I used Borax to releive the itching and irritation from a yeast infection. This was the advice of my gynocologist. I have done this several times and had immediate results without having to use messy creams and sepositories. Take one teaspoon of 50 mule borax and combine with about 2 & 1/2 cups of warm water. Mix together until the borax is dissolved and put in a douche bottle or bag. I found that the bag works best because you can do this in the shower without a lot of effort or cleanup. Douche away at the first signs of the yeast infection. I would only have to do this once a day for about 2 or 3 days. It's natural, safe and effective. Borax is also found in lipsticks and lip gloss. I think it's been given a bad rap for years because it's cheap to produce and when used properly, won't cause any other diseases. If no one had any diseases, how would the pharmaceutical companies make their money?

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Posted by Mary (Regina, Canada) on 09/11/2008

I want to talk to people who have tried this remedy. I am interested but uncomfortable ingesting borax.
Thanks, Mary

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Posted by Boz (Sydney, Australia) on 09/10/2008

I notice that many people on this site are advocating internally ingesting borax as a cure for various problems. This is not a good thing to promote, as borax is harmful when ingested. I use borax mixed with sugar as a natural ant killer - it kills off an ant problem in 2-3 days. This indicates a level of toxicity that shouldn't be treated lightly. When I cook up the mixture, I wear gloves and a facemask to prevent breathing in the fumes. The following excerpt about borax toxicity is from Wikipedia:

Start of excerpt:

"Borax, sodium tetraborate decahydrate, is not acutely toxic. Its LD50 (median lethal dose) score is tested at 2.66 g/kg in rats. This does not mean that it is safe, merely that a significant dose of the chemical is needed to cause severe symptoms or death. Simple exposure can cause respiratory and skin irritation. Ingestion may cause gastrointestinal distress including nausea, persistent vomiting, abdominal pain, and diarrhea. Effects on the vascular system and brain include headaches and lethargy, but are less frequent. "In severe poisonings, a beefy red skin rash affecting palms, soles, buttocks and scrotum has been described. With severe poisoning, erythematous and exfoliative rash, unconsciousness, respiratory depression, and renal failure."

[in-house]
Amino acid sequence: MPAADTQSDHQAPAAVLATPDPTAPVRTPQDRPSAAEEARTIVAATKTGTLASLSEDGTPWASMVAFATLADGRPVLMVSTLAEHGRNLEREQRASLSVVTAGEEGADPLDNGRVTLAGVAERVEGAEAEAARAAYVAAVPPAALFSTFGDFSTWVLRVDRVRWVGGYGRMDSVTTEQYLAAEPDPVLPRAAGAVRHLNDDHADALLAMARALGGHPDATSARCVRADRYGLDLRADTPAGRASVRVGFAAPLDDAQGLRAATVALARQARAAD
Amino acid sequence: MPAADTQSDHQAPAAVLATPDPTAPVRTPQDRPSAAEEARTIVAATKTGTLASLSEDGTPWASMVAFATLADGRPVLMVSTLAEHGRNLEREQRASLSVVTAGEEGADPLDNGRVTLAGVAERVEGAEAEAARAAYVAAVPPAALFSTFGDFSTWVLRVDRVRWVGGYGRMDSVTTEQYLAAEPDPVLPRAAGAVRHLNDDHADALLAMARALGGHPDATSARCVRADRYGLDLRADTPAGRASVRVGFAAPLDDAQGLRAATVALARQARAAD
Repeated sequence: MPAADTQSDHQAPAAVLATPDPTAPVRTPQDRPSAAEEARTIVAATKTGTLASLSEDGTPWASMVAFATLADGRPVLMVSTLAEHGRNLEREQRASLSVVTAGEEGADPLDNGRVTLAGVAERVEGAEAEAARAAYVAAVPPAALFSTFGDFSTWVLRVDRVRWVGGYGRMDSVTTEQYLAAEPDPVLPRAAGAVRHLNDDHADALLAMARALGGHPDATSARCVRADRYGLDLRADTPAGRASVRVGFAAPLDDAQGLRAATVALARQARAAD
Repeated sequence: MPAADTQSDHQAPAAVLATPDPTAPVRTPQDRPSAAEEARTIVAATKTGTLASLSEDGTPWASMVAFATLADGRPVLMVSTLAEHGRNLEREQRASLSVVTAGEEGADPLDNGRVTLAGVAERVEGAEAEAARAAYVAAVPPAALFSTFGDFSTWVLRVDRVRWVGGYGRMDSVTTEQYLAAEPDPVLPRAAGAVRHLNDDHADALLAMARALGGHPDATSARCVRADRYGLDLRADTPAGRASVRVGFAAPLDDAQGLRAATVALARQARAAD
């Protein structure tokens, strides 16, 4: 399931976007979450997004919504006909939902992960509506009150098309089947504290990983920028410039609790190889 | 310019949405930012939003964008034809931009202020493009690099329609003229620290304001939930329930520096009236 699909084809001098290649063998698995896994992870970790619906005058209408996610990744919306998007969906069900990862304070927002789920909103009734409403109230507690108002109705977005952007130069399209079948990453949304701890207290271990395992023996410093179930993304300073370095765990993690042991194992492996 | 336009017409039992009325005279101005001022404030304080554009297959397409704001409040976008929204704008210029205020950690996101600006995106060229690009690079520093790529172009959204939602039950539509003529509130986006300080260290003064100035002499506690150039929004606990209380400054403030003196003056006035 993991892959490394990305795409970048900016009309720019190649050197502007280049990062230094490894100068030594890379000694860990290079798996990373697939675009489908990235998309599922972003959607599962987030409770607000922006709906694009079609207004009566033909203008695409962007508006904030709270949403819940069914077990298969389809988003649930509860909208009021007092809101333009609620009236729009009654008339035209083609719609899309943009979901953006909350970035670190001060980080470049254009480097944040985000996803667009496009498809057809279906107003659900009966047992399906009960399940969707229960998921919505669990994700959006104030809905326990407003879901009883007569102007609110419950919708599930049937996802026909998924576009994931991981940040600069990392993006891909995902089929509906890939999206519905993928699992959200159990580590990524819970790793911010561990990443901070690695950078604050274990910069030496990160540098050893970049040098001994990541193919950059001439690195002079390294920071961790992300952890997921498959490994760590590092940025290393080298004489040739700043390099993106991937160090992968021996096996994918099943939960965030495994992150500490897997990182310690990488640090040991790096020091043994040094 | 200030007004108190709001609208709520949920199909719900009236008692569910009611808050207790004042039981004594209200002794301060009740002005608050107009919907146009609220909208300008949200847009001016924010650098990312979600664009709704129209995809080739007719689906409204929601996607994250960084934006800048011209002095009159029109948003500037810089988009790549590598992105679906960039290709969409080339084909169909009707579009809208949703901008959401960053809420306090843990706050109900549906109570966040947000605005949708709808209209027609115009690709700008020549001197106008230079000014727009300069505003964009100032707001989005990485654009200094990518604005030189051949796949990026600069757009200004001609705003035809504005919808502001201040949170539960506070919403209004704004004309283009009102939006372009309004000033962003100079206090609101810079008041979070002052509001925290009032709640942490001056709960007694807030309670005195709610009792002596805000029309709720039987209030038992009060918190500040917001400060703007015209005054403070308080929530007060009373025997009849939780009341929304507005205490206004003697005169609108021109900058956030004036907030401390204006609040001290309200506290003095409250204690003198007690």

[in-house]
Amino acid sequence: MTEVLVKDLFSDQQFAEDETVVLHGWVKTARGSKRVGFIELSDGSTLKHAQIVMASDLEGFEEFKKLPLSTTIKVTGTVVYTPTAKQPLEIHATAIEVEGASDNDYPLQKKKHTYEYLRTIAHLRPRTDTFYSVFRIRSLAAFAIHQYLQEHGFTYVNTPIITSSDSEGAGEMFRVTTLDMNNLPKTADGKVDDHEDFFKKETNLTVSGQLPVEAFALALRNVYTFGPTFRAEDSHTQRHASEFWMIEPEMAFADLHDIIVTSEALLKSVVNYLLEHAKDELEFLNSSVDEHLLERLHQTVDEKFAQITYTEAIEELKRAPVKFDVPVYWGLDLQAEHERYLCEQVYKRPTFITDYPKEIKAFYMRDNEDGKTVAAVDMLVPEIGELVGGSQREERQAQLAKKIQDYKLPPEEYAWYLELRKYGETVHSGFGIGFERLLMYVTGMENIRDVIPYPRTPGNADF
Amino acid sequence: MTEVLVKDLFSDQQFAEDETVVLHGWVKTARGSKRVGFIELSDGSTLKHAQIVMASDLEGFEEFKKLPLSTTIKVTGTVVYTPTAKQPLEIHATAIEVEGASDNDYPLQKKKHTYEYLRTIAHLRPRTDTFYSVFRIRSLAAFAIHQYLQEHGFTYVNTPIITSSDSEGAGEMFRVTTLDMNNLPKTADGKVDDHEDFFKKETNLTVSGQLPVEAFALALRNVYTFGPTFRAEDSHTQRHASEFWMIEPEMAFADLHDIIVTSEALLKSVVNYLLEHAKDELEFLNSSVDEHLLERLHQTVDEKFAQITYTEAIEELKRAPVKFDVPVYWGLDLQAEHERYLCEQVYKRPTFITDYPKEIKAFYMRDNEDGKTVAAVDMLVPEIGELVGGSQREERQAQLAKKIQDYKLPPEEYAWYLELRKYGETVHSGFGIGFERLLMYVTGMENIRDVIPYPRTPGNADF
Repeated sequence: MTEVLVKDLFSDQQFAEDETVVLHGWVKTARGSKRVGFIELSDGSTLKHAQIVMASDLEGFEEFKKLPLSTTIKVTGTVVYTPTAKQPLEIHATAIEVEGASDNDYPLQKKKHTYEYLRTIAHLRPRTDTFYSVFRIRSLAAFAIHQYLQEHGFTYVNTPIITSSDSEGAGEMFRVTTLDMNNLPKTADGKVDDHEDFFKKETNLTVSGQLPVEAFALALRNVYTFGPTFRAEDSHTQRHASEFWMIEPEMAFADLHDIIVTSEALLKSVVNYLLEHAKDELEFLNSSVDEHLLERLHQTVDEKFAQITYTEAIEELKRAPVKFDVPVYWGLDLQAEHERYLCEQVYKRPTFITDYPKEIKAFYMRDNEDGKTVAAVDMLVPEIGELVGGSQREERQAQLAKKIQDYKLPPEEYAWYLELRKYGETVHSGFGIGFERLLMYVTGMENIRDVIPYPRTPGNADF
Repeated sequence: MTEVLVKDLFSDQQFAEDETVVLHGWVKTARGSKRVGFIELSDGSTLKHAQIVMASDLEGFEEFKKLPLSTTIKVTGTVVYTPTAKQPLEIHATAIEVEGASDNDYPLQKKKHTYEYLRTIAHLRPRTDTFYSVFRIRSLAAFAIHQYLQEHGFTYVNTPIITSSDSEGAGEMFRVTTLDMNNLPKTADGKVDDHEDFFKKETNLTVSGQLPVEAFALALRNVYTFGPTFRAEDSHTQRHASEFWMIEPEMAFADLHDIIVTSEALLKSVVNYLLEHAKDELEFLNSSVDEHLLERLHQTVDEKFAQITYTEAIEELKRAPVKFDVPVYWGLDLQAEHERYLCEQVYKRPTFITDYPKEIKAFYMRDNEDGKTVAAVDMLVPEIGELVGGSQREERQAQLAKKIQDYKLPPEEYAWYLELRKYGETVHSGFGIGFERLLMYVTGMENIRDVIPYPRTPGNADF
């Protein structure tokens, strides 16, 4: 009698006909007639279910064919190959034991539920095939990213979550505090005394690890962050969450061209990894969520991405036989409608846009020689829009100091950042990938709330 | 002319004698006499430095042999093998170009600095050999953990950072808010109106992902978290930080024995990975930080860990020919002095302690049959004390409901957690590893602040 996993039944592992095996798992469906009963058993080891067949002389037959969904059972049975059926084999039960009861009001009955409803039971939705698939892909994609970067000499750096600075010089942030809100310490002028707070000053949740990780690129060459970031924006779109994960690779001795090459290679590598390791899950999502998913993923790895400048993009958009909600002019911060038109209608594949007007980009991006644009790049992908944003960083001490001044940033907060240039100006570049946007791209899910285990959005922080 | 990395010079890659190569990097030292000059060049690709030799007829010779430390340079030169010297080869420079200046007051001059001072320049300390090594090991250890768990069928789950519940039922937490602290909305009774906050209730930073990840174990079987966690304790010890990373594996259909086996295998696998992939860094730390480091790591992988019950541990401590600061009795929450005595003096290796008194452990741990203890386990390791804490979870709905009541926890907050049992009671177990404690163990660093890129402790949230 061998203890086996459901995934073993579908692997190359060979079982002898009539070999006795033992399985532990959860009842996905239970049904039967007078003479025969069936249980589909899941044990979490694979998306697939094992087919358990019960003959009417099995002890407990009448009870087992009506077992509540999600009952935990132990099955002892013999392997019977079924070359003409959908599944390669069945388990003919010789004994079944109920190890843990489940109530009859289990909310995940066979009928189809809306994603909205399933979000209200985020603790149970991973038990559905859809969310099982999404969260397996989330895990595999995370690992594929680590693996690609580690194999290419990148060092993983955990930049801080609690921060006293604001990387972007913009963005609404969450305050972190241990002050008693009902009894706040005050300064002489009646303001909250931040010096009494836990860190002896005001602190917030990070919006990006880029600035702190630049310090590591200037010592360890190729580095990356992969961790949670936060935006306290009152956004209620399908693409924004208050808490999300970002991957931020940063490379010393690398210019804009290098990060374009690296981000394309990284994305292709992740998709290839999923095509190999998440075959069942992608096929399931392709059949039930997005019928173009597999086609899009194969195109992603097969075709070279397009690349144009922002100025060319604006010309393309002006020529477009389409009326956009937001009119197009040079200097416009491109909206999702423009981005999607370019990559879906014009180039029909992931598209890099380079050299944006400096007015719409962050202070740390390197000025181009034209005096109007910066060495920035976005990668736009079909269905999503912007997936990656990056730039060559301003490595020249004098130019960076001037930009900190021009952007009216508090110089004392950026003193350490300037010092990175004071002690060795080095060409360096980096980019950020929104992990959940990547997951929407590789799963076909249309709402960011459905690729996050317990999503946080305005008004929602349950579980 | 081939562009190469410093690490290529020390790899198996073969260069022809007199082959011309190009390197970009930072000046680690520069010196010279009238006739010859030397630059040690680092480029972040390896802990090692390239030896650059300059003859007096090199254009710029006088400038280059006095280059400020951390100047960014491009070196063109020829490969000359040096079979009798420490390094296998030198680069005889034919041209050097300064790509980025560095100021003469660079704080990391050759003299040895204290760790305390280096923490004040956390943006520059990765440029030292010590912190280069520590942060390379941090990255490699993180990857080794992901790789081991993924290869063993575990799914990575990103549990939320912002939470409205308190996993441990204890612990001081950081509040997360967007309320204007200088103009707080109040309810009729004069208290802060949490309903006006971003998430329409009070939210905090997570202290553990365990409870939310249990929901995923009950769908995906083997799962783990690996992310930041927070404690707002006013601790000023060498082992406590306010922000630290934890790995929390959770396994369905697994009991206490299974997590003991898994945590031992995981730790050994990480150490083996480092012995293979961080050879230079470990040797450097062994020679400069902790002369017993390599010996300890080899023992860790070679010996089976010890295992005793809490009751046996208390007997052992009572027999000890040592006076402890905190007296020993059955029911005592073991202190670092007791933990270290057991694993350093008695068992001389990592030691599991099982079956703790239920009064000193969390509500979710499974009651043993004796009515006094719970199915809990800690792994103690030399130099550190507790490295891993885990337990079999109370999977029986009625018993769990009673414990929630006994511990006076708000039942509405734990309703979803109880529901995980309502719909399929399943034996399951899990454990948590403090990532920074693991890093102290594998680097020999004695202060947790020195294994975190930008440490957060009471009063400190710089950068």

...Boric acid solutions used as an eye wash or on abraded skin are known to be especially toxic to infants, especially after repeated use because of its slow elimination rate."

End of excerpt.

Note the use of the words "acutely toxic". Just because Borax isn't acutely toxic does not mean that it isn't toxic, just that it doesn't kill immediately. Please don't fool around with internally ingesting this stuff - it may seem like a harmless white powder that seems to do some good, but there are good reasons why it's banned as an additive to foodstuffs in many countries.